Jeanette Winterson, “Sexing the Cherry” (1989) – This was a pretty fun, short read. A gargantua-style “Dog Woman” and her beautiful small non-son Jordan get unstuck in time. They start out mostly in seventeenth century Britain, but seeking out fruit, shelter from civil wars, and love send both characters, but especially Jordan, wandering around getting in various magical realism adventures with a feminist spin. It’s pretty fun and not weirdly self-aware like a lot of big time “literary” writers are when they dip a toe into the speculative side of things. Think Italo Calvino with a sense of humor.
Because I’m weird, I found myself thinking less about its take on time, gender, myth, or any of the other big themes Winterson plays adroitly with, but about one time in particular- the time surrounding the English Civil War. The Dog Woman, the main narrator, falls firmly on the royalist side. The Roundheads are presented as prissy, hypocritical, not allowing of fun, and also totally gay for each other. The executed King Charles is depicted as a tragic figure beloved by all. In short, the Royalist side was the side of the kind of funky, weird, subversive types that Winterson asks the reader to identify with, and the Parliament side represents the martinets who try to keep them down.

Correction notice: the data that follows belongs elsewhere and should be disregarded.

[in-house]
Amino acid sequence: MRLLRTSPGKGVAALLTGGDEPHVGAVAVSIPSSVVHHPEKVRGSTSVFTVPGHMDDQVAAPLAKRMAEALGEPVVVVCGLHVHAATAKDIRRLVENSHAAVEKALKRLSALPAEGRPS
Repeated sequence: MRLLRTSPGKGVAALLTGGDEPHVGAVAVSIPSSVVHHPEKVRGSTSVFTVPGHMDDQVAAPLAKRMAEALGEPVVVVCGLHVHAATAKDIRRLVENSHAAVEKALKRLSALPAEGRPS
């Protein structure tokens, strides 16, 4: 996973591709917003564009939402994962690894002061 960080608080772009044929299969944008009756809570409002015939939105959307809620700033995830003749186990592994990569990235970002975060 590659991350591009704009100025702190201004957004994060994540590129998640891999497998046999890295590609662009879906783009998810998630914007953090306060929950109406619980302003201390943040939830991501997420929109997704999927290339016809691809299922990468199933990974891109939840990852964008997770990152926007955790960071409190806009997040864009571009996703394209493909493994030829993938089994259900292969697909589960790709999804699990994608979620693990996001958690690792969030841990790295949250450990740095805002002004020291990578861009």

It’s less that I object to this — my ideas about the English Civil War are complicated, to say the least — and more that I feel like this isn’t the only artistic work from its era by notional lefties (or at least counterculture habitues) who identify with one or another conservative ancien regime. This is usually held in opposition to some new order, like the Roundheads, supposedly progressive but actually just the force of cold rationality. The ancien regime is seen as more organic, funkier, warmer, authentic. I feel like, but can’t quite remember, others did this with the Royalist side in the English Civil War, or with the Restoration. Definitely you saw it with figures like Richard Brautigan and his “Confederate General from Big Sur,” who lives a life of liberated fecklessness that the narrator seeks to join, fleeing from the buttoned-down life in the rest of the union. Ishmael Reed was a complicated writer but hated many kinds of radicals and tended to prefer figures who carve out spaces of freedom inside of a system whether than trying to overthrow it. You see something like that in parts of Robert Anton Wilson’s “Illuminatus!,” which is basically Ishmael Reed for literal-minded white nerds… anyway, not sure what to make of it but I think it could be a thread worth tugging on. I don’t think it takes away from the book at all, which was pretty good, but I get fixated on weird stuff some times, lay off me! ****’